Clinical Psychopharmacology and Neuroscience Papers in Press available online.

Neural Correlates of Trait Impulsivity among Adult Healthy Individuals
Hye-Yeon Jung 1, Harin Bak 1, Minji Bang 1, Sang-Hyuk Lee 1, Kang Soo Lee 1,*
Department of Psychiatry, CHA Bundang Medical Center, CHA University School of Medicine, Seongnam, Republic of Korea.
Objective: Impulsivity can be observed in individuals with or without mental illness. The discovery of neural correlates responsible for trait impulsivity can therefore help to understand the severity of psychiatric symptoms, personality characteristics and social adjustment. In this study, we aimed to identify the gray matter substrates of trait impulsivity in healthy individuals.
Methods: Seventy-five healthy individuals were enrolled. At baseline, trait impulsivity was assessed using the Barratt Impulsiveness Scale (BIS) and all participants underwent T1-weighted magnetic resonance imaging (MRI) scan. Beck Anxiety Inventory (BAI), World Health Organization Quality of Life (WHOQOL-BREF) and Connor-Davidson Resilience Scale (CD-RISC) were also assessed. Mean cortical thickness (CT) and the local gyrification index (LGI) were calculated to perform whole-brain vertex-wise correlation analysis, which were performed to investigate the relationship between BIS scores and CT or LGI in each brain region. We also revealed the relationship between brain regions and psychological measurements.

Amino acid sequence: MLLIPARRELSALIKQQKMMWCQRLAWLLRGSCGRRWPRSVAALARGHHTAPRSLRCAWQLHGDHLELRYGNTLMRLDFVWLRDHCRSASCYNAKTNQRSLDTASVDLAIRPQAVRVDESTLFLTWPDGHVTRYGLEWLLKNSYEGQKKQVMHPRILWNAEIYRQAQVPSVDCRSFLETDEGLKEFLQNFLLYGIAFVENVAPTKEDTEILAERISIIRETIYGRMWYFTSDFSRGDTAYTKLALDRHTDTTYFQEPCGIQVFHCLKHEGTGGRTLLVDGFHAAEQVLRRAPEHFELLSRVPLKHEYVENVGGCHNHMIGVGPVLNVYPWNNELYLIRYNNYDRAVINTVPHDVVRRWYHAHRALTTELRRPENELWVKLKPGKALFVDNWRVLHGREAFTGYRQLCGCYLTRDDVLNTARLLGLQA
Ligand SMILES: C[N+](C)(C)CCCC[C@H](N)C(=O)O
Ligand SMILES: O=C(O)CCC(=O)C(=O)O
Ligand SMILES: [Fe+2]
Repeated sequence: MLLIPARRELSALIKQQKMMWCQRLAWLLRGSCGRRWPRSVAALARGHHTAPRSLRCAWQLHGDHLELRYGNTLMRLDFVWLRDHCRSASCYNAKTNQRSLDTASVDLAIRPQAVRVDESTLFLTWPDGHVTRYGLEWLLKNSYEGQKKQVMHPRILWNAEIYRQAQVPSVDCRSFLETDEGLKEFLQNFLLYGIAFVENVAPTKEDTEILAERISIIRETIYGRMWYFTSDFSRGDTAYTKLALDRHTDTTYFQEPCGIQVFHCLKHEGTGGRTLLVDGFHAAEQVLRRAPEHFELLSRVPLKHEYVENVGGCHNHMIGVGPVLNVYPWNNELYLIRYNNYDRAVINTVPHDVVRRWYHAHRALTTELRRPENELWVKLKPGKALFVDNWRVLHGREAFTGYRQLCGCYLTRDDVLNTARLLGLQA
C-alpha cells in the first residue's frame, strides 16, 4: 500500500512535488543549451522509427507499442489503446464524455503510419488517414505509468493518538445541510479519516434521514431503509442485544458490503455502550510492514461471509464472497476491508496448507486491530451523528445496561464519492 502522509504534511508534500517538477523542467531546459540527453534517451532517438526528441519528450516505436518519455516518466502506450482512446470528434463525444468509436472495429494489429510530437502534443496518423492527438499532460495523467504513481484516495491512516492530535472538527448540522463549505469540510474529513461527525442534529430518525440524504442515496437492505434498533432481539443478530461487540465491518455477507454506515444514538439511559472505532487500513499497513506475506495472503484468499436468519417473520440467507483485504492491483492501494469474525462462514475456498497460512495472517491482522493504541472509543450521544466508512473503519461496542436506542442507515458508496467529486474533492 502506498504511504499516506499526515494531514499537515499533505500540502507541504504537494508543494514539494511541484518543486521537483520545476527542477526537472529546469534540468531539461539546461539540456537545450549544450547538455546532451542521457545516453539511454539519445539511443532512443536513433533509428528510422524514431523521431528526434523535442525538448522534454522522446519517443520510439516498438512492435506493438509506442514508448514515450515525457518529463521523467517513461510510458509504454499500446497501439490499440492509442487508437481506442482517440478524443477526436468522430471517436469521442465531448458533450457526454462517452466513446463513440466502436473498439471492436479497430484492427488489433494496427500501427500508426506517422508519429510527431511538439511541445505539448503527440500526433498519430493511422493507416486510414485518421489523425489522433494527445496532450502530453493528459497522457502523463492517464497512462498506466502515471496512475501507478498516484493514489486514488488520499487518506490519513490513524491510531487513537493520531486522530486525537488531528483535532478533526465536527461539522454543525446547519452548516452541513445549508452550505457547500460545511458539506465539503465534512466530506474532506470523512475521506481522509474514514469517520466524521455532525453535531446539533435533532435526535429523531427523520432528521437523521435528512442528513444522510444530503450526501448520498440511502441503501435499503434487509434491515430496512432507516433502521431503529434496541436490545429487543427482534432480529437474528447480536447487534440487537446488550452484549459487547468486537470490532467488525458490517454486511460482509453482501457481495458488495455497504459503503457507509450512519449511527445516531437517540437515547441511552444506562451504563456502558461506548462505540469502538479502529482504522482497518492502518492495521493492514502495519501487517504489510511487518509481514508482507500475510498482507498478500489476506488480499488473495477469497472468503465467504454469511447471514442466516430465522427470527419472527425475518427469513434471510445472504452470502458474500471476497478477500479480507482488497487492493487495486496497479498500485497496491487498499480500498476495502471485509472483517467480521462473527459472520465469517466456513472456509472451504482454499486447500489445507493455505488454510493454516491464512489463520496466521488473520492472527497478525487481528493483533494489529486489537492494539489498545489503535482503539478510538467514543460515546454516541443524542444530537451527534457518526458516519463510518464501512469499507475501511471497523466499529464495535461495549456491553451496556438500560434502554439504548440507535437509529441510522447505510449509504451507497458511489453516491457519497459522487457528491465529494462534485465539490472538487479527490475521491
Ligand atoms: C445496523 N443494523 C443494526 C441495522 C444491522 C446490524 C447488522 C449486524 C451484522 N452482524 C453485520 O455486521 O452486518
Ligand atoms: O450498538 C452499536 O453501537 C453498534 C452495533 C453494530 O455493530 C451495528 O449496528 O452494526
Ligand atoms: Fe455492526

Results: Total BIS scores were significantly and negatively correlated with mean CT values in the left lateral occipital cortex (OC) and LGIs in the inferior frontal gyrus (IFG). Correlation analyses revealed that the lateral OC’s mean CT values were negatively correlated with BAI scores and positively correlated with WHOQOL-BREF scores, while LGI in the IFG was positively correlated with CD-RISC scores.
Conclusions: Our study showed that trait impulsivity might be associated with the lateral OC and IFG in healthy individuals. Understanding the neural correlates of trait impulsivity could provide ways to expect high impulsivity, anxiety, and poor resilience in healthy adults.
Accepted Manuscript [Submitted on 2023-08-25, Accepted on 2023-11-10]